On Tuesday, Madison Mayor Satya Rhodes-Conway and RENEW Wisconsin announced the launch of MadiSUN’s 2023 Solar Programs, the City’s initiative to expand solar energy for local homes, businesses, affordable housing providers, and nonprofits. Participants included Sam Dunaiski, Executive Director of RENEW Wisconsin; Rev. Dr. Marcus Allen Sr., Pastor of Mt. Zion Baptist Church; and Maria Redmond, Director of the Wisconsin Office of Sustainability and Clean Energy.
MadiSUN is the City of Madison’s initiative to help foster the expansion of solar renewable energy. It consists of three programs: Group Buy for Homes, Solar for Businesses, and the Backyard Solar Grant. The Group Buy for Homes program simplifies the process of going solar for Dane County homeowners by putting them into direct contact with reputable solar installers. Since 2016, it has helped 289 Dane County residents install solar panels, totaling over 1600 kW. Solar for Business aims to educate and encourage Madison-based businesses to install solar power at their facilities. Since the program’s inception in 2018, they have awarded grants to 24 businesses with an aggregate capacity of 1600-kW and a total investment of $2,200,435. The Backyard Solar Grant fosters access to solar power for Madison-based community organizations and affordable housing providers that serve City of Madison residents. 19 organizations have received grants from the Backyard Program, with Mt. Zion Baptist Church receiving a $10,000 grant in 2021 for their 21.6-kW solar array. Looking forward to the 2023 season, MadiSUN is optimistic about the new possibilities presented by the Inflation Reduction Act on the programs. With nonprofit organizations now able to utilize previously unavailable solar incentives and an increase in the Solar Investment Tax Credit, RENEW is excited to facilitate the continued growth of these programs.
“I anticipate 2023 will be our best year yet!” said Sam Dunaiski, Executive Director of RENEW Wisconsin, “As administrator of the MadiSUN programs, RENEW believes in an all-of-the-above approach to renewable energy adoption. MadiSUN helps community organizations lower the upfront costs of solar, it helps Madison businesses navigate the questions around commercial solar implementation, and it makes going solar easy and affordable for local homeowners. These solar projects will help residents throughout the Madison area save money on their utility bills and reduce their carbon footprint.”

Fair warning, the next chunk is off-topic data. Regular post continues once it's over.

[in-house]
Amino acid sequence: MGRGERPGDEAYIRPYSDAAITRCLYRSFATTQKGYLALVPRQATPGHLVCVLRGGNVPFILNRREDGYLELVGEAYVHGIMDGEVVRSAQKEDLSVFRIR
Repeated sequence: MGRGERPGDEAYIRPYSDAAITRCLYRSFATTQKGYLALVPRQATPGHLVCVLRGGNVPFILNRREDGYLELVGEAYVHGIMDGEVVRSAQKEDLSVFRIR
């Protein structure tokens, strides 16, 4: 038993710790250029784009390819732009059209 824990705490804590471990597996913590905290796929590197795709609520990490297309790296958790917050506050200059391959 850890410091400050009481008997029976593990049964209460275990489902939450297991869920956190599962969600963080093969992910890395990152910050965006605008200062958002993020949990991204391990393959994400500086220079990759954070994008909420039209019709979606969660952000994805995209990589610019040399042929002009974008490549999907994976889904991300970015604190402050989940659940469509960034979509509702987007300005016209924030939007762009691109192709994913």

“We felt that installing a solar system would help the church serve the South Madison community by providing an example of leadership in demonstrating to the minority community the importance of good environmental stewardship.” said Pastor Allen of Mt. Zion Baptist Church. “We want to show the community the potential of long-term benefits of reducing dependence on nonrenewable resources thus, reducing the church’s carbon footprint.”
Federal investments from the Inflation Reduction Act (IRA) will complement and accelerate Madison’s Climate Forward Agenda by providing much-needed funding to reduce greenhouse gas emissions from the building and transportation sectors. IRA incentives will help increase the reach of City programs that support energy efficiency upgrades to naturally occurring affordable housing, and rooftop solar for homes and businesses through MadiSUN, and accelerate the transition of the City’s fleet to low- and no-carbon fuels, among other ongoing initiatives. The timing is fortuitous for new programs as well. The City’s new Building Energy Savings Program will help large commercial building owners identify opportunities to increase their energy efficiency and save money.
“I am very excited about the opportunities President Biden’s Inflation Reduction Act will bring for our MadiSUN program. The bill will allow thousands of Madisonians to transition to clean energy and grow the energy efficiency of their homes and businesses,” said Mayor Satya Rhodes-Conway.
The IRA will help Madison accelerate and reach its climate goals by providing funding directly to local households, businesses, and nonprofits to reduce energy costs and make clean energy and transportation more accessible for everyone. This can be done through: home energy efficiency upgrades, home energy systems, using electric vehicles, growing Wisconsin’s green economy, and by businesses utilizing energy cost savings.
- Home energy efficiency upgrades – The law includes rebates for energy-efficient electric heat pumps, water heaters, stoves, ovens, or other home appliances with more energy-efficient electric appliances for low- and moderate-income households. Any household can receive tax credits covering 30% of the cost of home construction projects on windows, doors, insulation, or other weatherization measures that reduce energy waste. These upgrades can lower home energy bills by at least $350 annually.
- Home energy systems – Households can also receive tax credits to cover 30% of installation of solar panels or battery storage costs. The average family installing solar using this credit would save $9,000 on their electricity bill over the system’s life, or about $300 per year.